The abusive concern for kratom centers on two organic compounds called alkaloids contained within the leaves: mitragynine (MG) and 7-hydroxymitragynine (7-HMG). These two drugs show activity at μ-opioid receptors, which are related to pain relief. While these chemicals are not true opioids, they have demonstrated effective pain relief in human and animal studies.
“In the case of the statements made by the FDA concerning kratom, it is my scientific opinion that they do not have appropriate evidence to support the conclusions,” says Paula Brown, the director of natural products research at British Columbia Institute of Technology. She has conducted a review of the botany, chemistry and ethnomedicinal uses of plants in the genus Mitragyna, as well as undertaken industry-funded research. Brown says in an email she does not believe the drug should be criminalized … “The import ban and negative commentary [by FDA Commissioner Scott Gottleib] has forced this botanical into a gray or illicit market, where responsible procurement of material and manufacture is not seemingly a top priority.” A rodent study published this year found that MG had little abuse potential and actually reduced self-administration of heroin in rats. Another recent rat study found the same result: MG did not have abuse potential and reduced morphine intake, whereas 7-HMG did have high abuse potential. Despite these opposing effects, about 60 percent of the alkaloids in kratom leaves are MG — only 2 percent are 7-HMG. To understand what makes these two drugs unique, we need to talk about true opioids. When you take a drug like morphine, it interacts with μ-opioid receptors and brings in, or recruits, a protein called β-arrestin. This sends out chemical signals that can cause side effects like respiratory failure, which leads to deadly overdose. Most opioids, including fentanyl, recruit β-arrestin, but MG and 7-HMG do not, meaning there is evidence that kratom has much less associated risks than opioids, including fatal overdose. In other words, kratom may be slightly addictive, and it may have opioid-like effects, but based on the available science, it does not seem like kratom is as dangerous as heroin — or even close … “Fentanyls are killing tens of thousands of people. If kratom is an alternative, it sure is one that is not, by anybody’s estimations, as deadly as the alternatives on the street.”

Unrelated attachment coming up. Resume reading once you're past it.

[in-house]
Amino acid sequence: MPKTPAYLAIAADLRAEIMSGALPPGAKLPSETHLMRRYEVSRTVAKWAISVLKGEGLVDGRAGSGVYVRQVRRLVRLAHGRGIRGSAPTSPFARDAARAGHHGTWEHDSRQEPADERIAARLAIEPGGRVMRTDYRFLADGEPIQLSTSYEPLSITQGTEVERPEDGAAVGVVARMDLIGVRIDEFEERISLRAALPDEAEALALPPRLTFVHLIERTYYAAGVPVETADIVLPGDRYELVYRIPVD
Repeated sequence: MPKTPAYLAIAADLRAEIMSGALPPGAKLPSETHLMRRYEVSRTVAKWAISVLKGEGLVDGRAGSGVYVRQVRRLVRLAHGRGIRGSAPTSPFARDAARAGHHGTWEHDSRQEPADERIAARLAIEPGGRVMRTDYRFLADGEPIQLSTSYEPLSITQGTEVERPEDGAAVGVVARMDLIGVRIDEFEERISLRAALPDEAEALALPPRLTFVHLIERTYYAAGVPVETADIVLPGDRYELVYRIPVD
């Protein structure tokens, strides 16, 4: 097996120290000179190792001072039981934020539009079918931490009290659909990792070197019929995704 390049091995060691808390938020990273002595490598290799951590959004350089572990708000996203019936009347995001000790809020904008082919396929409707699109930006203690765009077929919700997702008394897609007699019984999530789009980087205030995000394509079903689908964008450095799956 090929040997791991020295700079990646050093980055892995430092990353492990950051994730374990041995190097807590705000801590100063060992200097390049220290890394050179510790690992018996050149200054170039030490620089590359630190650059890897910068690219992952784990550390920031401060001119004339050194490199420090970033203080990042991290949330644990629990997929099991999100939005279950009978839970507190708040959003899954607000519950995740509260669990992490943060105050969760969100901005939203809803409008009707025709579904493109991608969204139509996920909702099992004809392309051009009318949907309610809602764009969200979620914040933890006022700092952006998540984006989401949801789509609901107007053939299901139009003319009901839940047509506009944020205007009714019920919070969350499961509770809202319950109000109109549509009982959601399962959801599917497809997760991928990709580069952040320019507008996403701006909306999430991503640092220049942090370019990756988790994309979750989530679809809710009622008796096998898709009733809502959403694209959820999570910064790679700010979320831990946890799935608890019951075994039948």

Original Article (Discover Magazine Blogs):
The U.S. May Ban Kratom. But Are its Effects Deadly or Lifesaving?
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